where EIS.Name= EIS2.Name
                                               and upper(EIS2.Path)like '%EIS CENTRALIZED REPORTING%'
                                               and upper(EIS2.Path)not like '%M3UPGRADE%')                   ) EIS on prod.Name = EIS.Name


    Erland Sommarskog, SQL Server MVP, esquel@sommarskog.se

    • Marked as answer by Tom Stone 98 Wednesday, April 17, 2019 10:01 PM
    Wednesday, April 17, 2019 9:52 PM

All replies

  • When doing a full outer join you should always perform table-specific filtering in derived tables before the doing the join. The WHERE clause for the main query should only have filters that are related to both tables. Else you run into surprises like this.

    Here is a rewritten version of your query:

    SELECT distinct
    prod.Name
    , prod.CreationDate
    , prod.ModifiedDate
    , prod.Path
    , EIS.Name
    , EIS.CreationDate
    , EIS.ModifiedDate
    , EIS.Path
    FROM (SELECT prod.Name, Prod.CreationDate, Prod.ModifiedDate, prod.Path
          FROM   ReportData prod
          where upper(prod.Path) not like '%EIS CENTRALIZED REPORTING%'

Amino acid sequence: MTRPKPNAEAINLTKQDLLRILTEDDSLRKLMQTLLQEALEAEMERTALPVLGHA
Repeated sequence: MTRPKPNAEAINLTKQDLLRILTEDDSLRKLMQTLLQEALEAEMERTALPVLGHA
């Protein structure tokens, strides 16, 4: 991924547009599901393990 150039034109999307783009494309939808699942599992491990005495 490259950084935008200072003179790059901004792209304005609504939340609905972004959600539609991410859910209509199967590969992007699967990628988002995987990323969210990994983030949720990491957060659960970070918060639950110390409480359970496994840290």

and upper(prod.Path) not like '%M3UPGRADE%'
            and prod.ModifiedDate = (Select max(prod2.ModifiedDate)
                                     FROM ReportData prod2                                                           where prod.Name = prod2.Name
                                       and upper(prod2.Path,'') not like '%EIS CENTRALIZED REPORTING%'
                                       and upper(prod2.Path,'') not like '%M3UPGRADE%')
          ) prod full outer join  ( select distinct EIS.Name , EIS.CreationDate, EIS.ModifiedDate, EIS.Path
                      from ReportData EIS
                      where upper(EIS.Path)like '%EIS CENTRALIZED REPORTING%'
                      and upper(EIS.Path) not like '%M3UPGRADE%'
                      and EIS.ModifiedDate= ( selectmax(EIS2.ModifiedDate )
                                             FROM ReportDataEIS2
                                             where EIS.Name= EIS2.Name
                                               and upper(EIS2.Path)like '%EIS CENTRALIZED REPORTING%'
                                               and upper(EIS2.Path)not like '%M3UPGRADE%')                   ) EIS on prod.Name = EIS.Name


    Erland Sommarskog, SQL Server MVP, esquel@sommarskog.se

    • Marked as answer by Tom Stone 98 Wednesday, April 17, 2019 10:01 PM
    Wednesday, April 17, 2019 9:52 PM
  • Thank you Erland.

    That sort of makes sense. 

    I was thinking that the use of ISNULL on the prod table columns in the WHERE clause would do the same.

    Wednesday, April 17, 2019 10:03 PM
  • I was thinking that the use of ISNULL on the prod table columns in the WHERE clause would do the same.

    Yeah, I don't really see the flaw in your original query, but I have been through that before.
    FULL JOIN is definitely a level higher than a regular left join!


    Erland Sommarskog, SQL Server MVP, esquel@sommarskog.se

    Thursday, April 18, 2019 9:53 AM